I’m pretty confident in saying that the answer is a little of both. Garza is very unlikely to maintain the sub-3.00 FIP he posted in 2011 after a move to the AL East, but that’s not a knock on him because no one does that. The great Roy Halladay had one sub-3.00 FIP season in all his years with the Blue Jays, and it came almost a decade ago. Even if he regresses to a ~3.50 FIP guy moving back into the tougher league, holy cow is that guy valuable, especially over 30+ starts and 200 or so innings. Garza does play with a lot of confidence and swagger, which like to see, but also the kind of confidence and swagger that’s easily misconstrued when he’s struggling.

As far as comparable trades, there’s obviously the one that sent Garza to the Cubs last offseason. The Rays received five young players in return, including two high-end prospects (Chris Archer and Hak-Ju Lee), a fourth outfielder (Sam Fuld), and two useful Triple-A pieces (Robinson Chirinos and Brandon Guyer). That was for three years of Garza though, not two. The Shaun Marcum swap also fits to a certain extent; the Blue Jays got one top-25 caliber prospect (Brett Lawrie) for two years of Marcum. Two years of Zack Greinke returned a defense-first shortstop (Alcides Escobar), a potential above-average center fielder (Lorenzo Cain), a hard-throwing reliever (Jeremy Jeffress), and a top pitching prospect in the low minors (Jake Odorizzi). That trade was universally panned though, most felt the Royals looked to fill specific needs rather than focus on getting the best possible return.

Brian Cashman and Epstein* have never made a trade because of the Yankees-Red Sox thing, but that doesn’t mean anything now. The Yankees should absolutely call to see what it would take to acquire Garza, and I think they should pursue a trade as long as the Cubs aren’t being completely out of this world unreasonable. Based on the recent deals involving similar pitchers, it sounds like it’ll take a four-player package of youngsters, with at least one of them being a true stud and the others being useful players, not throw-ins.

* Epstein is technically the President of Baseball Ops and Jed Hoyer is the GM, but I have to imagine Theo will somehow be involved in a trade involving his team’s best pitcher and a guy that could legitimately be part of the next contending Cubs’ team.

Matt Garza and the travails of intra-division trades

The Yankees were not particularly fazed by Matt Garza or that thing he had growing off of his chin this year. In three starts against the Yanks, Garza threw 16.2 innings of 8.10 ERA ball. Despite 14 strike outs, the Bombers drew seven walks and blasted five home runs in those three starts, and Garza hardly resembled the pitcher who threw a one-walk no-hitter against the Tigers in July.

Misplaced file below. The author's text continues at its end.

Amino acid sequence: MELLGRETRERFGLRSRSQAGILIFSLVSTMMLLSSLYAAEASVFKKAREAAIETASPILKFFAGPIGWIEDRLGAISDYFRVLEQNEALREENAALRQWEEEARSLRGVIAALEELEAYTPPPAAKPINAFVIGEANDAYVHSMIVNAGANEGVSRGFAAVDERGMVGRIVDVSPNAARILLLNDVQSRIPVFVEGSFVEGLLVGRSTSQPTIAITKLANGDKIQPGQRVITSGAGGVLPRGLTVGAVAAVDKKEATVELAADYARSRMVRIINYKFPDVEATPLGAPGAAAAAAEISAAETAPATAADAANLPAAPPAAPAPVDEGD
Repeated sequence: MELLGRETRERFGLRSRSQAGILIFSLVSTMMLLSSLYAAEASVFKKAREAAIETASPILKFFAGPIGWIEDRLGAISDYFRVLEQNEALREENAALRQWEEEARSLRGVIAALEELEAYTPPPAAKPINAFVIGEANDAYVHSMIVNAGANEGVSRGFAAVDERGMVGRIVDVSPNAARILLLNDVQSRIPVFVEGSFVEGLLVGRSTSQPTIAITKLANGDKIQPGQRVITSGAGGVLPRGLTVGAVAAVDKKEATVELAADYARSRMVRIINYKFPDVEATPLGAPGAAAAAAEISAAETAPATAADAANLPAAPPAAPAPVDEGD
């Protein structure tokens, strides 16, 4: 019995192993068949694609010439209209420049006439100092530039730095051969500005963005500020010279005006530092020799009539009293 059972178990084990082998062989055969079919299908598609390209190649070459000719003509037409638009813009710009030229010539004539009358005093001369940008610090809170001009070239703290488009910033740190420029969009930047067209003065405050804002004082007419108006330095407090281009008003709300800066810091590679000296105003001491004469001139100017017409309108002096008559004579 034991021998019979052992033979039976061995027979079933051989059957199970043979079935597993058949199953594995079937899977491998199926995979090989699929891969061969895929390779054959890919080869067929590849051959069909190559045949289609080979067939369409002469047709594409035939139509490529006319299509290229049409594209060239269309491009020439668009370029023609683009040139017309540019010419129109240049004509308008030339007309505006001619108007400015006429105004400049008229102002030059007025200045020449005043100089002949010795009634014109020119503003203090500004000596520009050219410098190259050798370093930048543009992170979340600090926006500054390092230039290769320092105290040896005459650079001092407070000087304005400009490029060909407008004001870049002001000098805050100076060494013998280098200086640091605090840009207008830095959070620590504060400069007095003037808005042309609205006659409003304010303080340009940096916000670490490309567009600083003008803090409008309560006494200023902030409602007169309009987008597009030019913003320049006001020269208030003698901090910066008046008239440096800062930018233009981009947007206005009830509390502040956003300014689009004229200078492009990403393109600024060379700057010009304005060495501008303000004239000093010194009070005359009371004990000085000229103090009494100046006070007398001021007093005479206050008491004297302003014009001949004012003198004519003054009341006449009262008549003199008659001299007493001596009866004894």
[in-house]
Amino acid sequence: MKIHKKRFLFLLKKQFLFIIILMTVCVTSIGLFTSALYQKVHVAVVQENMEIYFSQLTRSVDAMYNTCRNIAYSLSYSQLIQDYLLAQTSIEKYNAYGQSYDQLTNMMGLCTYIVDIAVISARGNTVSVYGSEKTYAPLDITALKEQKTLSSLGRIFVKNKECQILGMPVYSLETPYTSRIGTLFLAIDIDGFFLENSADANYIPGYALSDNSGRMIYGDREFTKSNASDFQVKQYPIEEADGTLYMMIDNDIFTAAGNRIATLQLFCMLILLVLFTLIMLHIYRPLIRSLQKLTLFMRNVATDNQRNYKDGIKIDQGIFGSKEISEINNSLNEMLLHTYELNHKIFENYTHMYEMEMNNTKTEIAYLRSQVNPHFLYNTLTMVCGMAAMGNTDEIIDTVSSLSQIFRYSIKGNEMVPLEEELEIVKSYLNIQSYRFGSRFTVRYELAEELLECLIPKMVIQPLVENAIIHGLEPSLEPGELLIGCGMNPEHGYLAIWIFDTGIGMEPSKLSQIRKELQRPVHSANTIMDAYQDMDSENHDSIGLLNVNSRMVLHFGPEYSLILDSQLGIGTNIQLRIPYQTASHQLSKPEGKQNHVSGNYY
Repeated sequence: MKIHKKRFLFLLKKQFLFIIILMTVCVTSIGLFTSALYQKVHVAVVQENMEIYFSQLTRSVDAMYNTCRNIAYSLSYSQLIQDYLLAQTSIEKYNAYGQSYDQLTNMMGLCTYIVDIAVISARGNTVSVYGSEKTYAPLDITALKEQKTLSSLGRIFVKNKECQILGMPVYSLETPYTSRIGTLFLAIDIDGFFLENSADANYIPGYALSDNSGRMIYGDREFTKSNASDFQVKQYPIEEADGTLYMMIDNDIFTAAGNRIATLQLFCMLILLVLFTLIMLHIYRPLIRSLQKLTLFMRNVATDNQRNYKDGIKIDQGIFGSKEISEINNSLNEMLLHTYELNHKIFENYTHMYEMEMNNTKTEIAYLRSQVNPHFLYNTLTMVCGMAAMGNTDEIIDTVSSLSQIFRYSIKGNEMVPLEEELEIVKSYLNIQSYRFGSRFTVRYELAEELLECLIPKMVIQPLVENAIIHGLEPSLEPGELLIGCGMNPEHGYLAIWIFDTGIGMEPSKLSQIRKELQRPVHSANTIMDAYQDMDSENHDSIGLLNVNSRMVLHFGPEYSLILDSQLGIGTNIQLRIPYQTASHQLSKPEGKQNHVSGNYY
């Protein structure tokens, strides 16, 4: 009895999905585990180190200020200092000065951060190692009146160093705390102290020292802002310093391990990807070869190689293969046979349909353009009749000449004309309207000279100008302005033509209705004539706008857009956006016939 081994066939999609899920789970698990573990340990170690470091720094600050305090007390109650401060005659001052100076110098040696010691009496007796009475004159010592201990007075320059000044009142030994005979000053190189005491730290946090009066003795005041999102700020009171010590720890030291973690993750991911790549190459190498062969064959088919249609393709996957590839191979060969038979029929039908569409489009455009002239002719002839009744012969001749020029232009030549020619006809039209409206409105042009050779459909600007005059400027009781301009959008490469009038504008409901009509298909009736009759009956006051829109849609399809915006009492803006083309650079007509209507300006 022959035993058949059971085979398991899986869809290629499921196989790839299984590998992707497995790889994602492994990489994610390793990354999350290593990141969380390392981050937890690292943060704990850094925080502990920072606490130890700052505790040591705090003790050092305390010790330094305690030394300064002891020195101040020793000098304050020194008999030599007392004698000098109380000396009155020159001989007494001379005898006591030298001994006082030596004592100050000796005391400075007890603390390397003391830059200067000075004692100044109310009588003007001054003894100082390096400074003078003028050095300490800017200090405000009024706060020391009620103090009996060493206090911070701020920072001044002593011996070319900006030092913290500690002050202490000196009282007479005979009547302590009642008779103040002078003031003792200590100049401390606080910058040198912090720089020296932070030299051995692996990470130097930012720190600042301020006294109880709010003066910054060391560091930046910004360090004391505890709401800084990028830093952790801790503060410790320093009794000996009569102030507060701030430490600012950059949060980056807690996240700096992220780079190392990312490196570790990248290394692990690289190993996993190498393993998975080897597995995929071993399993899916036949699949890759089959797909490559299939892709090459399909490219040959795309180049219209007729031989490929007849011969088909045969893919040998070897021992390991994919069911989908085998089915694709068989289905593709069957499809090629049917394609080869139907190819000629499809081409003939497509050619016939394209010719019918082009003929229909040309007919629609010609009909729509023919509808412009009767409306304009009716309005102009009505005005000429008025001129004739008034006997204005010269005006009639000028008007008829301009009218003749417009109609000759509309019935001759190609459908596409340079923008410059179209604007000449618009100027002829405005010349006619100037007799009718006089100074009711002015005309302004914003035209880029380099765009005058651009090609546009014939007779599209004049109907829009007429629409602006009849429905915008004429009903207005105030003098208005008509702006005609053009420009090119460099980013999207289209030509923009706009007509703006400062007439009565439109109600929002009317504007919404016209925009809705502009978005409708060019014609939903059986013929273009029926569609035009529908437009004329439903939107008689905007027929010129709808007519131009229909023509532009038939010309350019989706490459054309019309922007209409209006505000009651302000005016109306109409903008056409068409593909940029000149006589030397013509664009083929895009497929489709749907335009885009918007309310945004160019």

Still, three starts does not a pitcher make, and over the past few seasons with Tampa Bay, Garza has been a reliable right-hander who has succeeded in the AL East. In his three full years with the Rays, he put up a combined 7.9 fWAR by missing bats and keeping the ball in the park. His numbers slipped a bit in 2010, but his 200 innings of pitching well above replacement level makes him a valuable commodity.

Last week, then, it was only natural for Yankee fans to ask if Garza would be a potential target. After all, he’s far better than Sergio Mitre or Ivan Nova, two pitchers still projected to be in the Yanks’ Opening Day rotation, and in fact, in his mailbag on Friday shortly before the Cubs landed Garza, Mike fielded a Garza-related question. Mike wrote an answer one could call prescient today:

He’d be an ideal target, but I can’t see the Rays trading him within the division. Andrew Friedman’s been calling the shots in Tampa Bay since the end of the 2005 season, and he’s made exactly three trades within the AL East: He acquired Chad Bradford and Gregg Zaun from the Orioles in separate deals, and he also dealt Nick Green to the Yankees. Just not gonna happen, not at a reasonable cost anyway.

As Garza went to the Cubs in the NL, the point was a moot one fairly quickly, but as fallout from the trade percolated over the weekend, the ties that bound the Yankees to Garza were perhaps a bit stronger than we first expected. The Yanks and Rays had briefly talked about Garza, but Tampa Bay wanted too much from their intra-division rival.

“We never got off the dime,” Brian Cashman said to reporters, “but strong impressions were that it would be something that would cost us more because we are in the division, kind of like Roy Halladay. We like Matt Garza and I had a conversation early in the winter and it was clear that what it would take would be more significant than I wanted to do. And there was also reluctance from them to trading within the division.”

That’s the business of baseball in a nutshell. The Mariners were so eager to trade Cliff Lee to the Rangers because it netted them one of their key division rival’s top prospects. The Blue Jays wanted Jesus Montero plus more for Halladay because such a move would have left the Doc in the AL East. In a vacuum, the Yanks knew what Garza was worth on the open market, and they knew what his AL East asking price would be. It wasn’t worth the further discussions.

Now, the Yanks and Rays could, as Chad Jennings explored this weekend, fight over some remaining pieces. Both teams have some dollars to spend and both teams need a right-handed bat and some bullpen arms, and for the Yanks, the hunt for a pitcher continues with one less arm on the market.

Mailbag: Madson, Garza, Draft, NJ, Meche

Ah yes, the return of the regular old mailbag. We milked some questions for longer posts over the holidays, but here’s one of the old school, quick hits style mailbags that we’ve all grown to love. This week’s topics include a potential trade for Ryan Madson,  interest in Matt Garza, using Cliff Lee money on prospects, Nick Johnson‘s job prospects, Gil Meche, and book recommendations. If you want to send in a question, the Submit A Tip box in the sidebar is the way to go.